I watched a film called 2012 the other night. It’s one of those global catastrophe movies, featuring John Cusack dodging bits of skyscraper as the world crumbles about him. It works well as a metaphor for British higher education at this juncture. Disaster is imminent and lots of stuff is going to get reduced to rubble, but hard decisions now might avoid still harder decisions later.
How have we arrived at this point? Recession, recession and recession are the top three answers of course, but it is hard to avoid the argument that the 50 per cent participation target has acted as a catalyst in this implosion event. With the benefit of hindsight, the expansion was a laudable but ultimately unsustainable goal - and one that now threatens all of higher education. By accelerating the possible arrival of uncapped tuition fees, what began as an attempt to broaden access to university education runs the risk of having the opposite effect.
Who can save us from this Armageddon? Where is our John Cusack hero character? Funny you should ask. Nearly three months after the country voted resoundingly for “none of the above”, we find ourselves watching Vince Cable, the secretary of state for business, innovation and skills, defender of the coalition faith, breaking cover and out flying higher education policy kites.
His speech, proposing a graduate tax as the solution to higher education financing, received only a ripple of approving applause. And precisely how this might save the day is entirely unclear, but then that’s how films work - in 2012 John Cusack steals the company limousine and triggers a chain of events that contribute to the salvation of all humanity. And so I still have faith that Vince’s two-step at the Department for Business, Innovation and Skills the other day might do the same for higher education.
So where does that leave us? Caught between the Scylla of uncapped tuition fees and Charybdis of graduate tax. None of this is either pretty or particularly fair, but there is no easy way out.
There is one other escape manoeuvre: a reduction in the total student number to something more manageable, at least in the medium term. There is at least some evidence that a significant fraction of students are not benefiting from the undergraduate education they receive. And while broadening participation in higher education is a worthwhile goal, obliging young people to go to university, saddling them with debt but then leaving them without any real advantage in terms of their employability is clearly not in their interests.
Sadly, reducing student numbers is unlikely to be quick, simple, pleasant or enough on its own. So we’re back to the rock and hard place of tuition fees and the graduate tax.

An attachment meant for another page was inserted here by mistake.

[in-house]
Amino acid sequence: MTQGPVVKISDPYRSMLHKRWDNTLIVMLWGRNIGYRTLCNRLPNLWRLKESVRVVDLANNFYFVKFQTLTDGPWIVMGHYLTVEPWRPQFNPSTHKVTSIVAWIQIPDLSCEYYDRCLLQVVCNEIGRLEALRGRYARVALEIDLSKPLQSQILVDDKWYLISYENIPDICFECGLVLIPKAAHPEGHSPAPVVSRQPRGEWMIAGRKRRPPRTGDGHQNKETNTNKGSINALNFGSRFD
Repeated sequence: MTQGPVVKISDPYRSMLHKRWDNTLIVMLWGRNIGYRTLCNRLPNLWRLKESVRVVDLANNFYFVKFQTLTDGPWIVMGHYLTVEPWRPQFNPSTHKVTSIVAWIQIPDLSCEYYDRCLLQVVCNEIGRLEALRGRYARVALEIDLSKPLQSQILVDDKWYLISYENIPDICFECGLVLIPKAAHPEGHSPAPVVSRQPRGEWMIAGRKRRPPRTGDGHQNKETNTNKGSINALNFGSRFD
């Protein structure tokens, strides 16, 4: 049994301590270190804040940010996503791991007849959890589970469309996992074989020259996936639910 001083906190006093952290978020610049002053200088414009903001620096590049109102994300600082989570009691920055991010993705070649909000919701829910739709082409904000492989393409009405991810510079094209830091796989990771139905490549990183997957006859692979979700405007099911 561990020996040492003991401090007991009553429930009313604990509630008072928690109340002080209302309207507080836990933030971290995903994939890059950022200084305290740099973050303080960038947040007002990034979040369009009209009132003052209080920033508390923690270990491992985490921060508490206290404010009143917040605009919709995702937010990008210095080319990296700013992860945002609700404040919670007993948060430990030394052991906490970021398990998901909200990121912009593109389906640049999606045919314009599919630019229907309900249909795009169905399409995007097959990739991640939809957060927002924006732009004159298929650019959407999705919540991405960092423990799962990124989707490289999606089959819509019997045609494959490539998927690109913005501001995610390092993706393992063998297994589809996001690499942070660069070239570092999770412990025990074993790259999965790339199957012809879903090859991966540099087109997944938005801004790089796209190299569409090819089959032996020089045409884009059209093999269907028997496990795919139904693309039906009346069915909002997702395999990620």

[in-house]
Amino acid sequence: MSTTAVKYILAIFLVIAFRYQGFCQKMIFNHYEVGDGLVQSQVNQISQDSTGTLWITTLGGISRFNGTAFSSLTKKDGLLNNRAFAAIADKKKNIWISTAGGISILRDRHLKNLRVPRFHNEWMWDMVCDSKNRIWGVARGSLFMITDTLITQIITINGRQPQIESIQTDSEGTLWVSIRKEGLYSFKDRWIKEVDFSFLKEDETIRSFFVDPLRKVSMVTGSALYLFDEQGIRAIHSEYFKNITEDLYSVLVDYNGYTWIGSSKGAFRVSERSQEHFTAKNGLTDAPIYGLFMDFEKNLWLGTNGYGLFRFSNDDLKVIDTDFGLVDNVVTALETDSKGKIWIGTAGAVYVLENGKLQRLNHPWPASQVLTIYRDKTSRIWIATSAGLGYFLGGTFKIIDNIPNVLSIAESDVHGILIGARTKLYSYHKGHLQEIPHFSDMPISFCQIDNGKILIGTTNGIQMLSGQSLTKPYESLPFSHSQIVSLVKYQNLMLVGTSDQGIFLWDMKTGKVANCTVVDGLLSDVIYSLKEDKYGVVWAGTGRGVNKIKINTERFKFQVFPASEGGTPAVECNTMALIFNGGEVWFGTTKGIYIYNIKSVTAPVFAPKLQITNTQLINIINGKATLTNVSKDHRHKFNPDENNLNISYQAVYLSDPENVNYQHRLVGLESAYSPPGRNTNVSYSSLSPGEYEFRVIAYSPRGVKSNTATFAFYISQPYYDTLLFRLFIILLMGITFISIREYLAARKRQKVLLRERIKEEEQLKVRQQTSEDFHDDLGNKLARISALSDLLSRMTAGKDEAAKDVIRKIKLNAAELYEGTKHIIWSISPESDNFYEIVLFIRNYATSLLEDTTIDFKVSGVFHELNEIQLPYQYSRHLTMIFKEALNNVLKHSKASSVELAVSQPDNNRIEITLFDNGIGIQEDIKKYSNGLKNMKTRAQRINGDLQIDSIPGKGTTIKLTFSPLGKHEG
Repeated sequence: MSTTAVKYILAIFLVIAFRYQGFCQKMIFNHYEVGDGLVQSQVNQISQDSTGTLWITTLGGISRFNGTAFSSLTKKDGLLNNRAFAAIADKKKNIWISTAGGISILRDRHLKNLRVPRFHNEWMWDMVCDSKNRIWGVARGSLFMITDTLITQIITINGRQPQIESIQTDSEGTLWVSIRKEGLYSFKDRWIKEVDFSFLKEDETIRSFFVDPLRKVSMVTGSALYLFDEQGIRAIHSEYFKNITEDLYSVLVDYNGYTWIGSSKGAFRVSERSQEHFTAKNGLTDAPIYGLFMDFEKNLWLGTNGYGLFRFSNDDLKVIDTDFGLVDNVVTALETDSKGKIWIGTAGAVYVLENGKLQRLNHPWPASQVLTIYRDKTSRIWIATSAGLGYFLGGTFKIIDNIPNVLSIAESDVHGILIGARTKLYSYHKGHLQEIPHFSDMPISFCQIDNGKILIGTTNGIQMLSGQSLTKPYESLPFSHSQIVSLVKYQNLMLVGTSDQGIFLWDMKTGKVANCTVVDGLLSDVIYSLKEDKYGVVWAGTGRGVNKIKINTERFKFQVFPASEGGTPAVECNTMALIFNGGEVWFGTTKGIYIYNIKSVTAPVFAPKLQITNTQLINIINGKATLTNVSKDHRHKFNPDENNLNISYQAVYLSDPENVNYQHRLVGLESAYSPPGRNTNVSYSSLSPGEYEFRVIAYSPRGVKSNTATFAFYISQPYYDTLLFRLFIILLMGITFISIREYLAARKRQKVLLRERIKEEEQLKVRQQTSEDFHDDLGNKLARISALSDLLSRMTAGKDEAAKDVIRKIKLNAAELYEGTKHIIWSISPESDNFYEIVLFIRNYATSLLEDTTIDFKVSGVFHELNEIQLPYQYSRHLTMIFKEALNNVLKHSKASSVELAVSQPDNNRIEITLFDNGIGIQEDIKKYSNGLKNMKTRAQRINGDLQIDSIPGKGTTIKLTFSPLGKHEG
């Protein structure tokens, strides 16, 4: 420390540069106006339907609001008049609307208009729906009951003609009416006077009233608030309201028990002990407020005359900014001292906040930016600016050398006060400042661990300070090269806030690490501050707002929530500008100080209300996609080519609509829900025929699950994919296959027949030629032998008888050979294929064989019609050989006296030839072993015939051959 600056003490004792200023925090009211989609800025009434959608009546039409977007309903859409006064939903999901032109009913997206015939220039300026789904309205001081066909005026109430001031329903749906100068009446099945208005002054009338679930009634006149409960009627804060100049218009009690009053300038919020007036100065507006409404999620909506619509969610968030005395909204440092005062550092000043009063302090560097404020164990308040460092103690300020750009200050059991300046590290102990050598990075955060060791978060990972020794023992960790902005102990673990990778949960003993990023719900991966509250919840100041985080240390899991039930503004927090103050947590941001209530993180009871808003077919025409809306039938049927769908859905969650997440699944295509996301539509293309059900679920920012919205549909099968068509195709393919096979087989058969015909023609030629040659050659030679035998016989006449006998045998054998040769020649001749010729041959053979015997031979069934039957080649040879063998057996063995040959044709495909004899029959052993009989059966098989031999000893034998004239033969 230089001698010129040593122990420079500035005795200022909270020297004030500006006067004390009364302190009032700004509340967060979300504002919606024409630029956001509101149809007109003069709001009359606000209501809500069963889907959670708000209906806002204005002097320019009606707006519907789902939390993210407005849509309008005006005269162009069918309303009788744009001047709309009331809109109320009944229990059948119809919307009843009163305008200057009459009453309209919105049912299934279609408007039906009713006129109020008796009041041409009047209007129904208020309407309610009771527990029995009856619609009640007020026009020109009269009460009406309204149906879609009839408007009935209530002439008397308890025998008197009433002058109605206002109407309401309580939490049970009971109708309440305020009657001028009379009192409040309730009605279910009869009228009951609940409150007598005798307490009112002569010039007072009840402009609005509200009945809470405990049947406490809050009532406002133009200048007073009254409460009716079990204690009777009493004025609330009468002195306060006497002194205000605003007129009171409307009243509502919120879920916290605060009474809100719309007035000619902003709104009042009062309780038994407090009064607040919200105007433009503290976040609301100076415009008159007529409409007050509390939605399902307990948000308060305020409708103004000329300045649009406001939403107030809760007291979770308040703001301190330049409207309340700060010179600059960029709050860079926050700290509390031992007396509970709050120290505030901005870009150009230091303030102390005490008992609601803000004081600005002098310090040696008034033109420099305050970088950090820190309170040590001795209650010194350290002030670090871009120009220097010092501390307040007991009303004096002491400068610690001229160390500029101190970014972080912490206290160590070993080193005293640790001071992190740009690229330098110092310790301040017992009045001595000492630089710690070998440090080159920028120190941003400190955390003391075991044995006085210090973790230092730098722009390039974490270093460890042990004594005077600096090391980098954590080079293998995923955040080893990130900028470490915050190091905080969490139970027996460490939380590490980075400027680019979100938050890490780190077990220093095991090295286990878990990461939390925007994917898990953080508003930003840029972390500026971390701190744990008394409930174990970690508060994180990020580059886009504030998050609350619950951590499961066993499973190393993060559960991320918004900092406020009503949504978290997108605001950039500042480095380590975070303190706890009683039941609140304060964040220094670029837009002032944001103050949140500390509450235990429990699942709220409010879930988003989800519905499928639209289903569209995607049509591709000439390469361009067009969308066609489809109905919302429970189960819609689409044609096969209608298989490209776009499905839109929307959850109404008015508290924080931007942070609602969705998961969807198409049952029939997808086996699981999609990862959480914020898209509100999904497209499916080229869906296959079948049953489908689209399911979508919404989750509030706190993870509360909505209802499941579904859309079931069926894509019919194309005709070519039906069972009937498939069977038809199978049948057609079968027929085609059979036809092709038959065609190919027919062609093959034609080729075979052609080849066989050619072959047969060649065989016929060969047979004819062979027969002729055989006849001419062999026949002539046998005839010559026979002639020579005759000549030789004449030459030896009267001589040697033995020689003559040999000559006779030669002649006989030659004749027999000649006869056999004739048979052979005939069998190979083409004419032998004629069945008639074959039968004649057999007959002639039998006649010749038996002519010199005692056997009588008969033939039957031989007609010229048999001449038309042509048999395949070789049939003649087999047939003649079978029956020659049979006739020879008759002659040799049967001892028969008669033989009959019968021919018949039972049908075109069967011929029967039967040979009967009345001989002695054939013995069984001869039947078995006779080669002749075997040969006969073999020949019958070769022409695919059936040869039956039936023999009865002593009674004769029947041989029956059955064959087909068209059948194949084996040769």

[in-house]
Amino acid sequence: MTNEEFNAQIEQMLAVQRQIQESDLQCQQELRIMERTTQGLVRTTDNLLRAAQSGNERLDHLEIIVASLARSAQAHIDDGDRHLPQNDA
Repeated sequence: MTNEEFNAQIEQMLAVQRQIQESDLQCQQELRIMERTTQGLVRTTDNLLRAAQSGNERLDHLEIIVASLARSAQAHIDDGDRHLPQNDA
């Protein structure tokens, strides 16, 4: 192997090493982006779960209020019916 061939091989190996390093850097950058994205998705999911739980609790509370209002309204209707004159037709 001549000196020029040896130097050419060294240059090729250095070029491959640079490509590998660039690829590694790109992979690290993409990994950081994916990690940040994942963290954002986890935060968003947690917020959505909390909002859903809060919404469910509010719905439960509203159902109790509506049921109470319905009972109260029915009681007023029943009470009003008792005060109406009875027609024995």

Vice-chancellors worry that all they have worked so hard to build will be lost if they fail to act. They need fast and loose cash that will flow in their direction. But it is worth remembering that what they have so painstakingly created is more than just a string of institutions that crank out high-impact-score research and the occasional Nobel prizewinner. They have, over the years, crafted institutions whose function it is to find individuals of sufficient academic ability and to allow them to achieve their potential. So there is far more to this than simply balancing the books.
Uncapped tuition fees, the favoured solution of the Russell Group’s vice-chancellors, have the benefit that they offer a definitive financial fix and are relatively immediate. They also have the added advantage, from the elite’s perspective, of linking popularity to income. But there are hazards here. A recent survey by the Sutton Trust demonstrates that a large fraction of students will be substantially deterred by tuition fees in excess of £5,000 per year. It’s not exactly rocket science; the more expensive you make a thing the fewer the number of people who can afford it. And we talk of bursaries and outreach programmes, but in truth these will only work at the margins. So if the uncapping of tuition fees is to be the way forward, our universities must find a way to avoid becoming places accessible only to the very rich and the very poor - with nothing in support of the majority who lie in between.
That’s a tough trick; impossible some might say. But if you take the best universities and develop a system of tuition fees that makes them accessible principally only to the very wealthy, then you will create a higher education system that is as excellent as it is unequal in societal terms.
And then there’s the graduate tax: in principle less likely to deter prospective students, arguably more unfair in the long run and requiring some sophisticated financial engineering to make it work. But none of this is going to be fair or simple, it’s just a question of choosing the lesser of several great evils.
The complexities of the graduate tax and government’s historically poor record of administering and preserving the ring-fence around hypothecated taxes give pause for thought. But they are not in and of themselves reasons to dismiss this option out of hand. Neither are they absolutely insurmountable. The graduate tax, if it can be made to work, is the least of all evils.
With so much at stake, the complexities and subtleties of that system should be examined exhaustively and its virtues properly championed. It’s a tall order, with formidable forces ranged in opposition. But for the hero of our piece, Vince, whose wit is reputed to be as quick as his feet, surely nothing is impossible.